ISTANBUL - Hürriyet Daily News
Jenna Marbles appears wearing a sports bra and a regular bikini in her video.
YouTube personality Jenna Marbles has uploaded a video on her channel
to explain to conservative Turkish columnist Yüksel Aytuğ how sports bras work after the latter wrote a piece complaining about “flat-chested, man-like” female Olympians.
Marbles addressed Aytuğ in her video, calling him "ponytail," and telling him he had no idea about the female body because he had mistakenly called every swimmer who appeared to have small breasts as flat-chested and "man-like." She went on to enlighten her male audience about the sports bra, used by women during sporting events and workouts, and how it flattened the breasts for comfort.
"Have you ever tried running with two giant cantaloupes attached to your chest? You'll give yourself a black eye," Marbles said. She then went on to demonstrate how dramatic an effect sports bras had on the female physique by donning one, looking exactly like the "flat-chested" swimmers whom Aytuğ had criticized for forgoing their "symbols of womanhood" for the sake of sports. Marbles then wore a regular bikini top and demonstrated that her previous look was simply caused by the attire she was wearing.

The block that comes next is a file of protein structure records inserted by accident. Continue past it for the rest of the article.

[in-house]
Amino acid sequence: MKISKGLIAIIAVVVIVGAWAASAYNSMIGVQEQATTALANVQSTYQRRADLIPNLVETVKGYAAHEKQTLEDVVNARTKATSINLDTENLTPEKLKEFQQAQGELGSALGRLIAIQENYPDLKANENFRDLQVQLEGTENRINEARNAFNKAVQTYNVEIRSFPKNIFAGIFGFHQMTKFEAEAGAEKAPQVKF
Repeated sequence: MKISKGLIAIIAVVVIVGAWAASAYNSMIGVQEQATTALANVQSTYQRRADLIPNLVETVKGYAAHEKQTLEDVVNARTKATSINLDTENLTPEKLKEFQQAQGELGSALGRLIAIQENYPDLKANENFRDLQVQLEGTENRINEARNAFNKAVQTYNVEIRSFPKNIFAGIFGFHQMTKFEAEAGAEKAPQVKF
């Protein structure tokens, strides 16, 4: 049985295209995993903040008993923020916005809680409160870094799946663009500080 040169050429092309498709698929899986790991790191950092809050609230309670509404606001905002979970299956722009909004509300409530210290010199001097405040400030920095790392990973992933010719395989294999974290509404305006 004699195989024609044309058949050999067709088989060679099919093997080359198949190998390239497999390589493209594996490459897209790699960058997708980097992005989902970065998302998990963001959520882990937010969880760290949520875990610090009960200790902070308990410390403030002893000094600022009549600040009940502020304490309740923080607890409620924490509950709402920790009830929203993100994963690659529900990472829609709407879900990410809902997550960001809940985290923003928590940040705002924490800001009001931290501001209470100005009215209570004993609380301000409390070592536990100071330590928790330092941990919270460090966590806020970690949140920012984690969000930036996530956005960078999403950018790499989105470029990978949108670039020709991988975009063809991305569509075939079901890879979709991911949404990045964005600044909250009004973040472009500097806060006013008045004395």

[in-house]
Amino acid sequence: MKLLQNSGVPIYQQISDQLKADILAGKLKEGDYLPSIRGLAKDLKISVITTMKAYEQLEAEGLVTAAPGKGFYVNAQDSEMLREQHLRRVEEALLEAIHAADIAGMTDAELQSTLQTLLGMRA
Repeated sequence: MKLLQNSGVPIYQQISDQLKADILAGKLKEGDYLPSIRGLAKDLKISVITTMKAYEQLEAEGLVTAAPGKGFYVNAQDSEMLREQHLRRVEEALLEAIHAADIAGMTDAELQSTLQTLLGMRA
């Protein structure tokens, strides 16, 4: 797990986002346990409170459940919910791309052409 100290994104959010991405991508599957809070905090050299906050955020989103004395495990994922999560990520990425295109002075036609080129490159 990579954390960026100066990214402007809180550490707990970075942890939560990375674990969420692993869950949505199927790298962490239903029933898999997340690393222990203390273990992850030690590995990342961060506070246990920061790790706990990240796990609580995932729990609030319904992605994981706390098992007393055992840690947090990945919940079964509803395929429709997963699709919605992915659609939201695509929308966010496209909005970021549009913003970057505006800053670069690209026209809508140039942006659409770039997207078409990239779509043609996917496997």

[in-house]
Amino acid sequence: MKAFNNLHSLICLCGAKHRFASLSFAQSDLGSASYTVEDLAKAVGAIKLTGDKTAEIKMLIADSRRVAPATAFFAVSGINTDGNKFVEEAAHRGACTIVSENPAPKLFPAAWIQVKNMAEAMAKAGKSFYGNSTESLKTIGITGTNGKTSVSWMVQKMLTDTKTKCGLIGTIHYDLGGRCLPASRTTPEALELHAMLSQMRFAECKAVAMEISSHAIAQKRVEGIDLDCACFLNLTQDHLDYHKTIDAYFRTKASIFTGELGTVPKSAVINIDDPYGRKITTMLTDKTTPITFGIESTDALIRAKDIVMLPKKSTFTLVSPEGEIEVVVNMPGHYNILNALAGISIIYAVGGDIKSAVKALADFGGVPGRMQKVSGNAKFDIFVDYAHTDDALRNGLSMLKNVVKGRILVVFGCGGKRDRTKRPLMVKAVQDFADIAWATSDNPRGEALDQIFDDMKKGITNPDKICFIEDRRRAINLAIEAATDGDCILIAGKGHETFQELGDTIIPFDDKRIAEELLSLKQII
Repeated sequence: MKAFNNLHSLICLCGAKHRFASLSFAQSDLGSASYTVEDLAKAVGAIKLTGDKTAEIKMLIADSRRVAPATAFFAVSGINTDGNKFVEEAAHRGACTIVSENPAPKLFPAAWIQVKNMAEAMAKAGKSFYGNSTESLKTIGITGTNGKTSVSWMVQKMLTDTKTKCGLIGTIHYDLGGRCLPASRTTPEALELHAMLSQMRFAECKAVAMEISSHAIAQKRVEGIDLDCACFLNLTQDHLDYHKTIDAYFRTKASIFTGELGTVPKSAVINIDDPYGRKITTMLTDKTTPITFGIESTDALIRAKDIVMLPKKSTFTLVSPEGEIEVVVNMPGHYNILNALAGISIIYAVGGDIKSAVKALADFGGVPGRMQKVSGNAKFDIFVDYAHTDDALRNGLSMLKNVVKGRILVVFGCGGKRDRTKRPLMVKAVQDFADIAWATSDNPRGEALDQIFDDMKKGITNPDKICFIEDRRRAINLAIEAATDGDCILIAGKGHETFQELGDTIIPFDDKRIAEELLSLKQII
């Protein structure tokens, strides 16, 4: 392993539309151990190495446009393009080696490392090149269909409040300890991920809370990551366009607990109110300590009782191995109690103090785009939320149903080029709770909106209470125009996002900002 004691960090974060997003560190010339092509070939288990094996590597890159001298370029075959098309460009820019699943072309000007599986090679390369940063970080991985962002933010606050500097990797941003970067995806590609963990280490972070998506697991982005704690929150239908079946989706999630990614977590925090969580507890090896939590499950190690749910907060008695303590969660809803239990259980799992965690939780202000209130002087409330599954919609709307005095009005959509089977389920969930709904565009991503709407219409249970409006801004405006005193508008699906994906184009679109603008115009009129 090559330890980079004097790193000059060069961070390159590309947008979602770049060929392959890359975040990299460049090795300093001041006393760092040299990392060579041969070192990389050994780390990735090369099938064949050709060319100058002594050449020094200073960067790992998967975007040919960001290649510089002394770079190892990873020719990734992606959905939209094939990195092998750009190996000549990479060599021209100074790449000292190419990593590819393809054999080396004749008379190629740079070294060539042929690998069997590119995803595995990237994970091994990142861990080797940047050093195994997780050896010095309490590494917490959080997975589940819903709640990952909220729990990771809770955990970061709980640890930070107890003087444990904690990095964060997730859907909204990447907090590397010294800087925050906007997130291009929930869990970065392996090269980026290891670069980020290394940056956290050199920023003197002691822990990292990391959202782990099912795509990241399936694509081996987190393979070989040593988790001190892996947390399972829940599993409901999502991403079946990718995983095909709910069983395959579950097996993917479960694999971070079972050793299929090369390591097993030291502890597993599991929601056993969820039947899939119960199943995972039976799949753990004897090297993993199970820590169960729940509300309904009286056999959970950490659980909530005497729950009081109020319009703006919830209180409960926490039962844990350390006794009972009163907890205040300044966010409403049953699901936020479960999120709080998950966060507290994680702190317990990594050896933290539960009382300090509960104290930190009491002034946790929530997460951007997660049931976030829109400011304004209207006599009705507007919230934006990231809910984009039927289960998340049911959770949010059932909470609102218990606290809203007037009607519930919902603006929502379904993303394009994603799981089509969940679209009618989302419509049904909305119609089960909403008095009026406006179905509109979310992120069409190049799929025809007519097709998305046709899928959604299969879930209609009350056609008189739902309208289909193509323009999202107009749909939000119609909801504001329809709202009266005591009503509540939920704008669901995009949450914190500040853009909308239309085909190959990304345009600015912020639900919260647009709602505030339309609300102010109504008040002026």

Female Olympian bullied for looks
Zoe Smith. REUTERS photo
Britain’s Daily Mail
also published an article on Aytuğ's column after a related story appeared in the Hürriyet Daily News, drawing attention to the bullying and abuse suffered by British Olympian Zoe Smith because of her appearance prior to the Games.
The 18-year-old weightlifter was subjected to "vile Internet abuse," after appearing on a documentary, Daily Mail said, with Twitter users saying she looked like a "lesbian" or a "bloke." The Olympian later broke the British record, lifting twice her bodyweight in the 58-kilogram weightlifting event at the London 2012 Olympic Games.
Smith hit back at her abusers after setting a new record, saying: "Most of the people that do think like this seem to be chauvinistic, pig-headed blokes who feel emasculated by the fact that we are stronger than them. Simple as that."
She said it was particularly “sad” to see abuse from girls who labeled her “weird” for her muscular physique.